CHANGING NATIONAL CURRICULUM FOR PRIMARY SCHOOLS
In February 2013 Mr Gove’s department published for consultation a new national curriculum. There were few revisions when the final version was published in July 2013. In particular History was rewritten and English extended by adding oracy. Criticism was widespread but largely ignored.
#GovepolicyNC ATL, NUT & NASUWT Curriculum will inhibit progress for many children & label others as failures. Unrealistic expectations
#GovepolicyNC ATL, NUT & NASUWT Lack of relevance to primaaged children in the 21st C. Will not adequately prepare them for the future
#GovepolicyNC 100 academics: “Endless lists spellings, facts & rules. Will not develop children’s ability to think. Lead to rote learning”
#GovepolicyNC Draft primary curriculum: English 74 pages; maths 14 pages, science 8 pages, RE 45 pages, 8 other subjects 41 pages
#GovepolicyNC Maths curriculum: Assoc Teachers Maths “age-inappropriate expectations … failure labelling … Appendix 1 complete travesty”
#GovepolicyNC DfE: Academies do not need to follow the national curriculum.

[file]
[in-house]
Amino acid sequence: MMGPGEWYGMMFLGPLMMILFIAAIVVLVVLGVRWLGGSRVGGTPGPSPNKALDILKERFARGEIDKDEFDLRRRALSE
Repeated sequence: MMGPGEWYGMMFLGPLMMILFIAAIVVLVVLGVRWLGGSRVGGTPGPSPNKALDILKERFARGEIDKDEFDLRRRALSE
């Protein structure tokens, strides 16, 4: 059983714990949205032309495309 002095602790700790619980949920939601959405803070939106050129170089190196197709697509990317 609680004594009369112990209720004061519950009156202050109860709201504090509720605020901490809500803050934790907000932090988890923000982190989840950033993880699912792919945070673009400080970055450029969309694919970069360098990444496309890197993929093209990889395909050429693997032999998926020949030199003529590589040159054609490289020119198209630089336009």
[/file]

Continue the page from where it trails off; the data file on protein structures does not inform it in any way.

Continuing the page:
MB comment. The focus on subjects in the National Curriculum discounts the wider purposes of primary schools. It is grossly overloaded with content. It asks too much of many five and six year-olds. By contrast see the elegant simplicity of “A Charter for Primary Education” – written by teachers on one page of A4 that sets out clearly what primary schools should be about. #link_2441087
Some critics believe Michael Gove’s curriculum is deliberately over-demanding either in order to persuade more schools to become academies, or to cause Ofsted to fail them and so become ‘forced’ academies. A step towards privatisation?
CHANGING GCSE SYLLABUSES AND EXAMINATIONS
n 2012 Michael Gove told Parliament (after telling the Mail on Sunday) that GCSEs would be replaced by baccalaureate examinations. In the face of widespread criticism he retracted, but in June 2013 came up with a new version of the same idea but retaining the name of GCSE. Changes initially in nine core GCSE subjects: English, English Literature, mathematics, physics, chemistry, biology, combined science, history and geography with content ‘more rigorous’; assessment will be by essay-based end-of-the-course exams with coursework and controlled assessments abolished; the pass mark levels will be raised; grading will be by numbers 8-1 in place of the current A*-G.
#GovepolicyGCSE Gove to HofC “The new specifications are more challenging, more ambitious & more rigorous … higher level of demand”
#GovepolicyGCSE Gove to HoC “We can raise the bar confidently … to help students to achieve more than ever before”
#GovepolicyGCSE Mary Bousted Gen Sec ATL “Serious concerns that new GCSE will particularly disadvantage children with difficult home lives”